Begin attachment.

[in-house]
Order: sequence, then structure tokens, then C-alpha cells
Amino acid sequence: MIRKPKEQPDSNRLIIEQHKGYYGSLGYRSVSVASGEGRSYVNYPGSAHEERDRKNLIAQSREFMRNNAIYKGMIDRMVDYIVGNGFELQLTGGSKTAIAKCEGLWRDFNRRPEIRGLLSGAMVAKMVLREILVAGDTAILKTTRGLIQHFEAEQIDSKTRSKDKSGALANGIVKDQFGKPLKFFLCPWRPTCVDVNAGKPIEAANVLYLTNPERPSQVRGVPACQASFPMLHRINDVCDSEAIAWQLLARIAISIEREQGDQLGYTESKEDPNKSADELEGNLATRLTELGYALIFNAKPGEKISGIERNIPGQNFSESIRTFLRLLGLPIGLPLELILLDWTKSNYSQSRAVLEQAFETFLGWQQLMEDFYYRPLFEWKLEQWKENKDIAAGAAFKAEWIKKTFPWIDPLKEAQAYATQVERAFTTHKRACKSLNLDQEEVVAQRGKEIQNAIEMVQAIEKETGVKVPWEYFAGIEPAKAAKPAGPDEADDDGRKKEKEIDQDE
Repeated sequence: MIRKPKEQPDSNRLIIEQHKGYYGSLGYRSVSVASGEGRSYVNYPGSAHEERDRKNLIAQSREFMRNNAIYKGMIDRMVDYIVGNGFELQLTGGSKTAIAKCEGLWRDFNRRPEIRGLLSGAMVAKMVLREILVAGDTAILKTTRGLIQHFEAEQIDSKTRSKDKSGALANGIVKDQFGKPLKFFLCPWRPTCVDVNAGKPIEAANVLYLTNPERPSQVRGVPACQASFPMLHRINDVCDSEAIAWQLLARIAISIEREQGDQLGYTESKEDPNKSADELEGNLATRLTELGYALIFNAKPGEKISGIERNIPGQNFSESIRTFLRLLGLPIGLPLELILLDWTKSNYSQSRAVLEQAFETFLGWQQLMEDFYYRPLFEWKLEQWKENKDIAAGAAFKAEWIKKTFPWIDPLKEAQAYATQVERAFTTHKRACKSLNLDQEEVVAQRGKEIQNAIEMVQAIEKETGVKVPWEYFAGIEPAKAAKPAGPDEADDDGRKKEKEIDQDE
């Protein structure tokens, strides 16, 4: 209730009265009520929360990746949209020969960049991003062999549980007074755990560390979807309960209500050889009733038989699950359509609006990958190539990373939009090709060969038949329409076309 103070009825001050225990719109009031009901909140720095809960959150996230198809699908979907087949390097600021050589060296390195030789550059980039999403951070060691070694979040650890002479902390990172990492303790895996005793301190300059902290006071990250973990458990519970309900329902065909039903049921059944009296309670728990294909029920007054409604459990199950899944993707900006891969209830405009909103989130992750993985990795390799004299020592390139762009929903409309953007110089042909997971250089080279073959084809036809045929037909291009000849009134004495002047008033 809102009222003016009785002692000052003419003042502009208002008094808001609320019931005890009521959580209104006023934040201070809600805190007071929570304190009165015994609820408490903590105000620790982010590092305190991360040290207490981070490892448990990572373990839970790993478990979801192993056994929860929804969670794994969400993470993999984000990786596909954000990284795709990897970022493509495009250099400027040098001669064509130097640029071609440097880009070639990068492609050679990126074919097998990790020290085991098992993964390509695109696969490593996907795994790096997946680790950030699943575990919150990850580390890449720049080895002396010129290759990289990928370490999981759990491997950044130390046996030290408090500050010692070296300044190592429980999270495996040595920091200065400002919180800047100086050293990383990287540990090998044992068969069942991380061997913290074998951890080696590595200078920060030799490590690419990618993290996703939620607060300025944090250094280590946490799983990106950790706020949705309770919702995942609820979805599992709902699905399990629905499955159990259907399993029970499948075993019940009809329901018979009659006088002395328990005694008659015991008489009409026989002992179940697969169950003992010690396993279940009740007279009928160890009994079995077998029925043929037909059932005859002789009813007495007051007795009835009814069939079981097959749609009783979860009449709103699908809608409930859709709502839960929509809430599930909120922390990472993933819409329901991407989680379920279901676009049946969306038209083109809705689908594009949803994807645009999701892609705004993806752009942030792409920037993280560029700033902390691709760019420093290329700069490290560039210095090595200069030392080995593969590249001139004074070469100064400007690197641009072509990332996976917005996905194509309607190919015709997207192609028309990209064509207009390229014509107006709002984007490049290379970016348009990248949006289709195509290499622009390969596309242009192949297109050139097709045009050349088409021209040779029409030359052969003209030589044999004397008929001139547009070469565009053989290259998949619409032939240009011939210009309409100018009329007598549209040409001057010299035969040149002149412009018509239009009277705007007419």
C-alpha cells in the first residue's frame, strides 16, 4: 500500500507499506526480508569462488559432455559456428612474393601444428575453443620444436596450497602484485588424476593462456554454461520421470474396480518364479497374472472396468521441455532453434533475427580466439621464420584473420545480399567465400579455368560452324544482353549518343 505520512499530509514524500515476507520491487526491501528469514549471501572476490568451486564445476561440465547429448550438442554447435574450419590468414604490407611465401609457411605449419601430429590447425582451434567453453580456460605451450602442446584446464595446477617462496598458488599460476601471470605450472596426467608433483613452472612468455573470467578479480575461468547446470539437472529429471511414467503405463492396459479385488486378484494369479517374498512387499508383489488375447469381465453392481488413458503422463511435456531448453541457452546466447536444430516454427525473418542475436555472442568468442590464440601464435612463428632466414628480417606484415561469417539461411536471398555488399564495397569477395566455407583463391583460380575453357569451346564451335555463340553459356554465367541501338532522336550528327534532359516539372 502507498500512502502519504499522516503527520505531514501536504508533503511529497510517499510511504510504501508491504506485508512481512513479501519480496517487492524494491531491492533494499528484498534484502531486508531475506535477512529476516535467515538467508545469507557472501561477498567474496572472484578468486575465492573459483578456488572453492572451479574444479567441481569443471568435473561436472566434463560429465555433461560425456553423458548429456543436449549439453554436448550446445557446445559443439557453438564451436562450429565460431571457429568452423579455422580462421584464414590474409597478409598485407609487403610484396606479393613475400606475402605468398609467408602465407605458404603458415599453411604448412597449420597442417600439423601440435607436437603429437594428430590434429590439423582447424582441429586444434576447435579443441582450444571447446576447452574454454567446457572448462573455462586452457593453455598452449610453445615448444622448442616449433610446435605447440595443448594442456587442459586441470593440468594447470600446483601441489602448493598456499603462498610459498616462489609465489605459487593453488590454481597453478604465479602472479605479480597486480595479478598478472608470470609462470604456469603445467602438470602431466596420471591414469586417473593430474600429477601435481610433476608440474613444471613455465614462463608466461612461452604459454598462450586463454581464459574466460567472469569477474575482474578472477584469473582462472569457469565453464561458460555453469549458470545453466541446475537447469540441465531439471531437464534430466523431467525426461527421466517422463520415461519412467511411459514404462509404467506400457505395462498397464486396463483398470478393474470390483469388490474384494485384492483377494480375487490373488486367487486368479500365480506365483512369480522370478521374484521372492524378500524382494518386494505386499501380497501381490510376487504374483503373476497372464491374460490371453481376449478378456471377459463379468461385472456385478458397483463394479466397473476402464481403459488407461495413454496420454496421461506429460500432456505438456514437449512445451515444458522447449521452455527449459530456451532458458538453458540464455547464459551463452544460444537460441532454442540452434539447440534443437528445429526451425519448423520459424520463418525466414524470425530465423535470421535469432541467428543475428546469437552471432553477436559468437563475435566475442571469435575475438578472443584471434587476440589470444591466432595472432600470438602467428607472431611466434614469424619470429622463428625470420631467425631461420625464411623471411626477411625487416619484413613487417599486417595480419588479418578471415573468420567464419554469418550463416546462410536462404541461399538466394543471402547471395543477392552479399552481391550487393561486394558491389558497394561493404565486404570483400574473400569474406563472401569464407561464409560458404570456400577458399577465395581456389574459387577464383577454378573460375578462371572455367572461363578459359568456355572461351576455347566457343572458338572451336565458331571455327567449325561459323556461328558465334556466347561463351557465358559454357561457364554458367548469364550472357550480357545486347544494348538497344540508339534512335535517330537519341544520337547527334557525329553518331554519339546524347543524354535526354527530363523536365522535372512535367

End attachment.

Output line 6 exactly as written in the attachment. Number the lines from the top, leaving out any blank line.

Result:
C-alpha cells in the first residue's frame, strides 16, 4: 500500500507499506526480508569462488559432455559456428612474393601444428575453443620444436596450497602484485588424476593462456554454461520421470474396480518364479497374472472396468521441455532453434533475427580466439621464420584473420545480399567465400579455368560452324544482353549518343 505520512499530509514524500515476507520491487526491501528469514549471501572476490568451486564445476561440465547429448550438442554447435574450419590468414604490407611465401609457411605449419601430429590447425582451434567453453580456460605451450602442446584446464595446477617462496598458488599460476601471470605450472596426467608433483613452472612468455573470467578479480575461468547446470539437472529429471511414467503405463492396459479385488486378484494369479517374498512387499508383489488375447469381465453392481488413458503422463511435456531448453541457452546466447536444430516454427525473418542475436555472442568468442590464440601464435612463428632466414628480417606484415561469417539461411536471398555488399564495397569477395566455407583463391583460380575453357569451346564451335555463340553459356554465367541501338532522336550528327534532359516539372 502507498500512502502519504499522516503527520505531514501536504508533503511529497510517499510511504510504501508491504506485508512481512513479501519480496517487492524494491531491492533494499528484498534484502531486508531475506535477512529476516535467515538467508545469507557472501561477498567474496572472484578468486575465492573459483578456488572453492572451479574444479567441481569443471568435473561436472566434463560429465555433461560425456553423458548429456543436449549439453554436448550446445557446445559443439557453438564451436562450429565460431571457429568452423579455422580462421584464414590474409597478409598485407609487403610484396606479393613475400606475402605468398609467408602465407605458404603458415599453411604448412597449420597442417600439423601440435607436437603429437594428430590434429590439423582447424582441429586444434576447435579443441582450444571447446576447452574454454567446457572448462573455462586452457593453455598452449610453445615448444622448442616449433610446435605447440595443448594442456587442459586441470593440468594447470600446483601441489602448493598456499603462498610459498616462489609465489605459487593453488590454481597453478604465479602472479605479480597486480595479478598478472608470470609462470604456469603445467602438470602431466596420471591414469586417473593430474600429477601435481610433476608440474613444471613455465614462463608466461612461452604459454598462450586463454581464459574466460567472469569477474575482474578472477584469473582462472569457469565453464561458460555453469549458470545453466541446475537447469540441465531439471531437464534430466523431467525426461527421466517422463520415461519412467511411459514404462509404467506400457505395462498397464486396463483398470478393474470390483469388490474384494485384492483377494480375487490373488486367487486368479500365480506365483512369480522370478521374484521372492524378500524382494518386494505386499501380497501381490510376487504374483503373476497372464491374460490371453481376449478378456471377459463379468461385472456385478458397483463394479466397473476402464481403459488407461495413454496420454496421461506429460500432456505438456514437449512445451515444458522447449521452455527449459530456451532458458538453458540464455547464459551463452544460444537460441532454442540452434539447440534443437528445429526451425519448423520459424520463418525466414524470425530465423535470421535469432541467428543475428546469437552471432553477436559468437563475435566475442571469435575475438578472443584471434587476440589470444591466432595472432600470438602467428607472431611466434614469424619470429622463428625470420631467425631461420625464411623471411626477411625487416619484413613487417599486417595480419588479418578471415573468420567464419554469418550463416546462410536462404541461399538466394543471402547471395543477392552479399552481391550487393561486394558491389558497394561493404565486404570483400574473400569474406563472401569464407561464409560458404570456400577458399577465395581456389574459387577464383577454378573460375578462371572455367572461363578459359568456355572461351576455347566457343572458338572451336565458331571455327567449325561459323556461328558465334556466347561463351557465358559454357561457364554458367548469364550472357550480357545486347544494348538497344540508339534512335535517330537519341544520337547527334557525329553518331554519339546524347543524354535526354527530363523536365522535372512535367